Economic Policy Review ISSN 1313 - 0544

Consumption of Electricity by Households Connected to the EVN Bulgaria Electricity Distribution EAD Grid in 2009-2014

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15 June 2015

The Energy and Water Regulatory Commission (EWRC) in Bulgaria has traditionally kept the regulated price of electricity for households low, defending its position with the so-called “socially acceptable” price of energy. At the same time the Commission presents no arguments in favor of their view – what is the socially acceptable price, how many households are unable to make ends meet with the current prices, what are the reasons leading to a difficulty in payment and so on. The Commission’s efforts do not include finding alternative ways to reduce electricity bills through finding alternative sources for household heating or improving the management of social benefits for heating. Rather its energy is directed in one direction – keeping electricity prices low.

The debate on whether households can pay their bills is dominated by price talks and not enough attention is directed towards electricity consumption as the bills are a function of both. Analyzing the data for household electricity consumption in the period 2009-2014 shows that the average annual share of households with low and medium consumption (up to 500 KWh per month) is around 85% and their share of consumed electricity is around 61%. At the same the average annual share of households with high electricity consumption (above 500 KWh per month) is around 15%, while the share of their consumed energy is around 39%. In other words, a relatively small share of households consumes a disproportionately large share of the total electricity consumption. The disproportion is even more evident during the heating season – in November 15% of households consume 50% of the total household electricity consumption, while in January 32% of households consume 70% of the total household electricity consumption.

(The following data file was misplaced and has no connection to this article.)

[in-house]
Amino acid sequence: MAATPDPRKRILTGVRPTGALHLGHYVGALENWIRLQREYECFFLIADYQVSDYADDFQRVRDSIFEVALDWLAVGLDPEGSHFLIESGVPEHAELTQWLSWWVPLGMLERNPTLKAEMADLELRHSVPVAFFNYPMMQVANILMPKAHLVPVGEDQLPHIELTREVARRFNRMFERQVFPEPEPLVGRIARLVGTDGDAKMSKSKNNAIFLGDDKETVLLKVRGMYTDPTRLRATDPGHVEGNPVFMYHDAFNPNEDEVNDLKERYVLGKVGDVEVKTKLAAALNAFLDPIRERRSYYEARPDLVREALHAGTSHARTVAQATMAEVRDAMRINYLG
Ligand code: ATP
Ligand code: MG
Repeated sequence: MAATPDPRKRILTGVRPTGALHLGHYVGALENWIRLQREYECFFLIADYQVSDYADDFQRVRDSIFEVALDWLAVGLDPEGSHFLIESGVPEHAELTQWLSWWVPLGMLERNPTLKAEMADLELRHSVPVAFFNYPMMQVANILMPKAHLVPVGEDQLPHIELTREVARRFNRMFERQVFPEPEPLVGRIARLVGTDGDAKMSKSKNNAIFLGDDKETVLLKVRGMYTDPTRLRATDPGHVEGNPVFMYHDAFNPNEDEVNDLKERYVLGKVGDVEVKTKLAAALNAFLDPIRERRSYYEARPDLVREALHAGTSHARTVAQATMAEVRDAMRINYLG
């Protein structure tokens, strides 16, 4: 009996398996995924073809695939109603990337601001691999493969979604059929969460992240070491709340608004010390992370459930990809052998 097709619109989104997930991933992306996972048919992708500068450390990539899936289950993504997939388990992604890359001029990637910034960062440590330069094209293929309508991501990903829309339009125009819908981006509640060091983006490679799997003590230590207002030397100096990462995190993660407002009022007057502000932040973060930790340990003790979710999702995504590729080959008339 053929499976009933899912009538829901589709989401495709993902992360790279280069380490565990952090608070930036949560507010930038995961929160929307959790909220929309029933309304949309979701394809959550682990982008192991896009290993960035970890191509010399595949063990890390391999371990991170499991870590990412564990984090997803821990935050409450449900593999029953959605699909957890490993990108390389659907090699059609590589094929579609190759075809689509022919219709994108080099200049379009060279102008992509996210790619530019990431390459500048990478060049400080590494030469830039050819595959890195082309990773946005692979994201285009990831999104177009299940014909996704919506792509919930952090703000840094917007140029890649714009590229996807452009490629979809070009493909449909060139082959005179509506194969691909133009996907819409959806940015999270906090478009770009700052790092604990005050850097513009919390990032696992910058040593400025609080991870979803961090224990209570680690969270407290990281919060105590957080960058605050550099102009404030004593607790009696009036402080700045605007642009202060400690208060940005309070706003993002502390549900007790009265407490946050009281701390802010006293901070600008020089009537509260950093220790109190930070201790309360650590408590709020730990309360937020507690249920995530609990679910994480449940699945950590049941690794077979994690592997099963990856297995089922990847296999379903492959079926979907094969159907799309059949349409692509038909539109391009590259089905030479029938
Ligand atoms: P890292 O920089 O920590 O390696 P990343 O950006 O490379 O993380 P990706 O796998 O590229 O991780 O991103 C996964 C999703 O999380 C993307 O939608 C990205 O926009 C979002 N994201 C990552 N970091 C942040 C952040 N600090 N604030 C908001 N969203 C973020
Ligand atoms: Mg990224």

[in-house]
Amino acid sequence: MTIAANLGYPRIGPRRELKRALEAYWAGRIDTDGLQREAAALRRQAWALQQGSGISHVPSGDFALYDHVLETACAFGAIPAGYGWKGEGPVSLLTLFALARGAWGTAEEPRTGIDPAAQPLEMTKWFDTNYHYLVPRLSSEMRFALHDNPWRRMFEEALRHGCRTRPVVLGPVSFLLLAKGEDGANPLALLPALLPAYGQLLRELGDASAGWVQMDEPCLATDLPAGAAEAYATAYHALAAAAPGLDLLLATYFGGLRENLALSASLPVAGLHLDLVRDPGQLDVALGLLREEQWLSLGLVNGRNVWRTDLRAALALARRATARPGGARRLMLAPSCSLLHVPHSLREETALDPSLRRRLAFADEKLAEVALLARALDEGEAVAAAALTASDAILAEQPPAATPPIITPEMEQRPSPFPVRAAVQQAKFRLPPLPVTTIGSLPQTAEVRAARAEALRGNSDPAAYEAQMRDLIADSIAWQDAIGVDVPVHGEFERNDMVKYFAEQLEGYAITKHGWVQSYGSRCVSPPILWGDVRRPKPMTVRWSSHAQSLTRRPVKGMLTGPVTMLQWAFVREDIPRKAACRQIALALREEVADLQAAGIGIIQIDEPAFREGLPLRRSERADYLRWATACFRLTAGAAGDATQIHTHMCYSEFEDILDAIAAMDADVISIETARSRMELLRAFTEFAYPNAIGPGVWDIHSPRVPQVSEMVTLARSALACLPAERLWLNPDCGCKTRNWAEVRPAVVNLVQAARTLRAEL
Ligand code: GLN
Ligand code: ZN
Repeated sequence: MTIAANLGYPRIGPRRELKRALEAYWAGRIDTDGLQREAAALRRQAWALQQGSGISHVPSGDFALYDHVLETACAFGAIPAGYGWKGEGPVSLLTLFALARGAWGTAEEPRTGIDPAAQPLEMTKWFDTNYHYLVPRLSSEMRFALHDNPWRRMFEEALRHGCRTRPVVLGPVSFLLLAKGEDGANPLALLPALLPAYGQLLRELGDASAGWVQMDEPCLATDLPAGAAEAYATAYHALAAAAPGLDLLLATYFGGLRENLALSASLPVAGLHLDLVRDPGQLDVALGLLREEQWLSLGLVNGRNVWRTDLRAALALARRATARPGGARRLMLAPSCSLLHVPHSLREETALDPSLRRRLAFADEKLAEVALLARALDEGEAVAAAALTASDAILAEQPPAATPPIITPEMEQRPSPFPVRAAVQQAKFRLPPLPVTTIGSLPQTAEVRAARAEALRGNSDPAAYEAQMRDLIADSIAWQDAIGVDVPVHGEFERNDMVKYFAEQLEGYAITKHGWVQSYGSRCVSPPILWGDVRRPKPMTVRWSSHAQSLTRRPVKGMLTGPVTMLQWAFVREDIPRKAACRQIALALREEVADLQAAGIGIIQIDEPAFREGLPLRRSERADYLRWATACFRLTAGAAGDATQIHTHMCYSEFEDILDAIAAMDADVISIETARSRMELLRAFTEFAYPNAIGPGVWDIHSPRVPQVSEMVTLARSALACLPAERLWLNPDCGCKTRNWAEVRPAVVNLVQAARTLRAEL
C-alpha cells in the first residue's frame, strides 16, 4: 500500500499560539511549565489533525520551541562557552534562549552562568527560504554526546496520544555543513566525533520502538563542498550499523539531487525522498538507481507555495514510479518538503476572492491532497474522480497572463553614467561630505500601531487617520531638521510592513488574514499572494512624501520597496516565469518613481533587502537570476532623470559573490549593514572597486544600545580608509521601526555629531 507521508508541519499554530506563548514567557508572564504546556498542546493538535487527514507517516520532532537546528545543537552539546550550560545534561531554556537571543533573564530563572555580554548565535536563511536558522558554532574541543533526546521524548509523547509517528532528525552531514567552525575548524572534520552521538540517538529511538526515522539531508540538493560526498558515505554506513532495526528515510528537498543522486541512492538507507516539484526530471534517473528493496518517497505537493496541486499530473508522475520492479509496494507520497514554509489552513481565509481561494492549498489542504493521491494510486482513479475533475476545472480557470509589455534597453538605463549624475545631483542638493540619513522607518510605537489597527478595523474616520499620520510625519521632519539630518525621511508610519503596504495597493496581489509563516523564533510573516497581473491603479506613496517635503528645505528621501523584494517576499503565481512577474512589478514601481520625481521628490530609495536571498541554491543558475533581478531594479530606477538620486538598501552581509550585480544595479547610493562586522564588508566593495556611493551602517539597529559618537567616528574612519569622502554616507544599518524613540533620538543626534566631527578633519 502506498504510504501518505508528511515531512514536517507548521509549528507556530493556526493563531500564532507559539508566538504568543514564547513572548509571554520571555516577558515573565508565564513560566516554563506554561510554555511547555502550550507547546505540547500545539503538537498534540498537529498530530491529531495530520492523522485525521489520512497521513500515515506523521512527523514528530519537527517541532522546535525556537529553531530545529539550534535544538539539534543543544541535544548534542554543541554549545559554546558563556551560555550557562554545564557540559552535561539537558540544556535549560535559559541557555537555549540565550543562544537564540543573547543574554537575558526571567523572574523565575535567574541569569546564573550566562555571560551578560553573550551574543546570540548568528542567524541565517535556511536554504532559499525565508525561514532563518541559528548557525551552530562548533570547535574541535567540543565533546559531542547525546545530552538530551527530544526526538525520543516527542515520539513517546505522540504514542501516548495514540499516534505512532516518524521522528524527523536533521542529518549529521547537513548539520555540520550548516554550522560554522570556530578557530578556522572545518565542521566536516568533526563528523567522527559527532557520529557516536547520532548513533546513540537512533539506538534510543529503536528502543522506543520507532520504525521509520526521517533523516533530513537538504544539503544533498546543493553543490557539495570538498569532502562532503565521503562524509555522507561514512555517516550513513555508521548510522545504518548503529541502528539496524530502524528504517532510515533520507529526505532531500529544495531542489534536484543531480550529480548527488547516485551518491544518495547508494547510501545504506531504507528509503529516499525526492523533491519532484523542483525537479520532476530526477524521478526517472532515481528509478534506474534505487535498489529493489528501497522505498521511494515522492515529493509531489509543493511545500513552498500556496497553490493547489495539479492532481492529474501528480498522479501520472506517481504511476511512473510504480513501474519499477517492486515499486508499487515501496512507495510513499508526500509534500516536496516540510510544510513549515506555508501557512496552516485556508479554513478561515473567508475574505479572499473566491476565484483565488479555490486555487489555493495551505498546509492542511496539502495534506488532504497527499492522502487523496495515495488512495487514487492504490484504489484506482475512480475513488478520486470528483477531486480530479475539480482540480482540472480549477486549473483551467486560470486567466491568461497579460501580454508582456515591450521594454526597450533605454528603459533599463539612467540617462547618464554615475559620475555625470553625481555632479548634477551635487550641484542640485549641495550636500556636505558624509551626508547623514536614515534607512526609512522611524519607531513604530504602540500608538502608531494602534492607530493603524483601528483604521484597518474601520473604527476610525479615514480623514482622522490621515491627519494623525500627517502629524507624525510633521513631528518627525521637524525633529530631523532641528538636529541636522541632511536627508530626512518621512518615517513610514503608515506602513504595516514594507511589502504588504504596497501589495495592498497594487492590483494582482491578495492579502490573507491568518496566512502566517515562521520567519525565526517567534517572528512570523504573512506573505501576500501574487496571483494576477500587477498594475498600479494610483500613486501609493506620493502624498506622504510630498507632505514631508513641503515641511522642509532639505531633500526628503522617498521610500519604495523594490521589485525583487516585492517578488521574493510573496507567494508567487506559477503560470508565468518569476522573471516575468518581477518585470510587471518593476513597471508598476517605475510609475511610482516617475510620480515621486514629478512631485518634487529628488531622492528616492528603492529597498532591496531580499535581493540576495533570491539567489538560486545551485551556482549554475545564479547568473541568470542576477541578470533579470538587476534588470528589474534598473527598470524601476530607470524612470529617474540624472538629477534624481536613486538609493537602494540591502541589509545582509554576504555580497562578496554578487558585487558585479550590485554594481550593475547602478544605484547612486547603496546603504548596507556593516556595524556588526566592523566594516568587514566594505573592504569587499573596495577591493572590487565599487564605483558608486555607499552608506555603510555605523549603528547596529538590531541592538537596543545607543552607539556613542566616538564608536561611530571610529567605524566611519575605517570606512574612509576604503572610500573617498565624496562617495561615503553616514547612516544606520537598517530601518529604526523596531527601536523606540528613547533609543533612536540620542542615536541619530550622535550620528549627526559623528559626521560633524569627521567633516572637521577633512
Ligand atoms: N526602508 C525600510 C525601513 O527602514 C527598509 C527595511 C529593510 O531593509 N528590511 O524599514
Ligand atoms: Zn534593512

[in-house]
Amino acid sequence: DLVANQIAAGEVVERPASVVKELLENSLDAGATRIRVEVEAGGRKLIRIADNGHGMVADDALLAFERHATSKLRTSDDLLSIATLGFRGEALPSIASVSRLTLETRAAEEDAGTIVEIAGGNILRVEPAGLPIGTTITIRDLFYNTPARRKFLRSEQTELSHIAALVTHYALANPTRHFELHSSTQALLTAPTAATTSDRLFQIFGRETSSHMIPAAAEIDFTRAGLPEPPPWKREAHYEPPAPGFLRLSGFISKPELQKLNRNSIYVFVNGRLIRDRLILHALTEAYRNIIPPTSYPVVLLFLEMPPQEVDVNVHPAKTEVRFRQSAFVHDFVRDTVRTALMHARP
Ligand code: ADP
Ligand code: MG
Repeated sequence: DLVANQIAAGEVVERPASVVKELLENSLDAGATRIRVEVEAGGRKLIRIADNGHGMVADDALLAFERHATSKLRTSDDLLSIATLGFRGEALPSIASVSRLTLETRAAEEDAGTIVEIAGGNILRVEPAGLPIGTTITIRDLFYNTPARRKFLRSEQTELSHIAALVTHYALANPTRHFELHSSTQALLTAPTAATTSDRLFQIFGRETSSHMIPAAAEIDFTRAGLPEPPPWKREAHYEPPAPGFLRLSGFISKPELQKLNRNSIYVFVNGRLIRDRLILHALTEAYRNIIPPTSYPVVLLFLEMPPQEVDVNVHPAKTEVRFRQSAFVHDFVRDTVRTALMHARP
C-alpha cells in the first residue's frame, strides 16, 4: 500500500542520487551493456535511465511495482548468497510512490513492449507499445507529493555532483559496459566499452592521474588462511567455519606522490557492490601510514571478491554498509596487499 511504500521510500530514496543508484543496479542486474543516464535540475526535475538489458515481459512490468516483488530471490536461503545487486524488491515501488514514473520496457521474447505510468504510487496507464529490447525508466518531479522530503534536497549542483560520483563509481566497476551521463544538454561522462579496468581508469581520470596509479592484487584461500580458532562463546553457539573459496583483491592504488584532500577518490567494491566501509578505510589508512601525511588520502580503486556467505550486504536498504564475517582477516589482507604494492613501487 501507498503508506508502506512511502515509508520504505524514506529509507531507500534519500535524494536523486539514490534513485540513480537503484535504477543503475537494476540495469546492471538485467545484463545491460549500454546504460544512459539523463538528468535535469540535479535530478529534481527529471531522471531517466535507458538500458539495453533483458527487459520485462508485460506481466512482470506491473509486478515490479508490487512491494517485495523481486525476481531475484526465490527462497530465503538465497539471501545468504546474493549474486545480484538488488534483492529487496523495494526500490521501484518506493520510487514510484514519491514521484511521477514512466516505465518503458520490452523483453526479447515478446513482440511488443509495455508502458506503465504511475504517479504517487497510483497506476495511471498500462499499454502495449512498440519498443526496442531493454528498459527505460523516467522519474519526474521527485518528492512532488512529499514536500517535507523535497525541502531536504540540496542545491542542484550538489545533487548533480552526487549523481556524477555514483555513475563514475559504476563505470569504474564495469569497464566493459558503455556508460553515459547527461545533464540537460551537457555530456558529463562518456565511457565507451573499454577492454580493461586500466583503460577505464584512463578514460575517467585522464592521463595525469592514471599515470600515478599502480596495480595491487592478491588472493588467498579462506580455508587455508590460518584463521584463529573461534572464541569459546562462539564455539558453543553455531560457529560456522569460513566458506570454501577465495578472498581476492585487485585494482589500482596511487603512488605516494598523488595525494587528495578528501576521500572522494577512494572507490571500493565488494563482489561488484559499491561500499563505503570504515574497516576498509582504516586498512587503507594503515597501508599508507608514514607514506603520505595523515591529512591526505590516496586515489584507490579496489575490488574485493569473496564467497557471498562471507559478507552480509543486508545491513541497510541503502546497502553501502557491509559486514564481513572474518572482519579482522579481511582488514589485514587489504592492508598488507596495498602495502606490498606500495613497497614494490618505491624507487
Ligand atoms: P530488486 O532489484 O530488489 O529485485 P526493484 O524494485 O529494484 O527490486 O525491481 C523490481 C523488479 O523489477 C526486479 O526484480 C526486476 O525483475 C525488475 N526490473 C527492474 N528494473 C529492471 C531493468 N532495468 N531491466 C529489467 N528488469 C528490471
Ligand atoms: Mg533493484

Share of households with monthly consumption of up to 500 KWh (excluding households with 0 consumption) and the share of their consumption in total household consumption, monthly averages for the period 2009-2014 















Source: EVN Bulgaria Electricity Distribution


Energy Poverty

Policies to combat poverty and support disadvantaged groups do not fall into the jurisdiction of the the Energy and Water Regulatory Commission, but rather should be a main priority of the Ministry of Labor and Social Policy. Judging by the government subsidies/assistance for heating with electricity, there seems to be a mismatch between the assessment of the extent of energy poverty in the country made by the Ministry and by the Commission. While EWRC quotes data from the World Bank, according to which 61% of households in the country fall into the energy poverty category, in the period 2011-2015 only between 19 and 22 thousand households have received subsidies/assistance for heating with electricity out of 3 million households in the country according to the last Census survey.

Although there is a difference between income and energy poverty, policies in Bulgaria are still lagging in recognizing and addressing it. The World Bank data is based on an outdated methodology, which was used in the EK until 2013, when it was replaced by a new definition. The latter states that a household is fuel poor if:

  • They have required fuel costs that are above the median level; and
  • Were they to spend that amount they would be left with a residual income below the official poverty line.


Without a doubt, the EWRC can play a major role in developing a country-specific methodology for Bulgaria, which can measure the scope, and, if possible, the degree, of energy poverty in the country. However, the Commission must abstain from using the regulated prices of electricity as a tool to support the energy poor households in the country as this is against both the logic and the letter of the letter of both the European and Bulgarian legislation.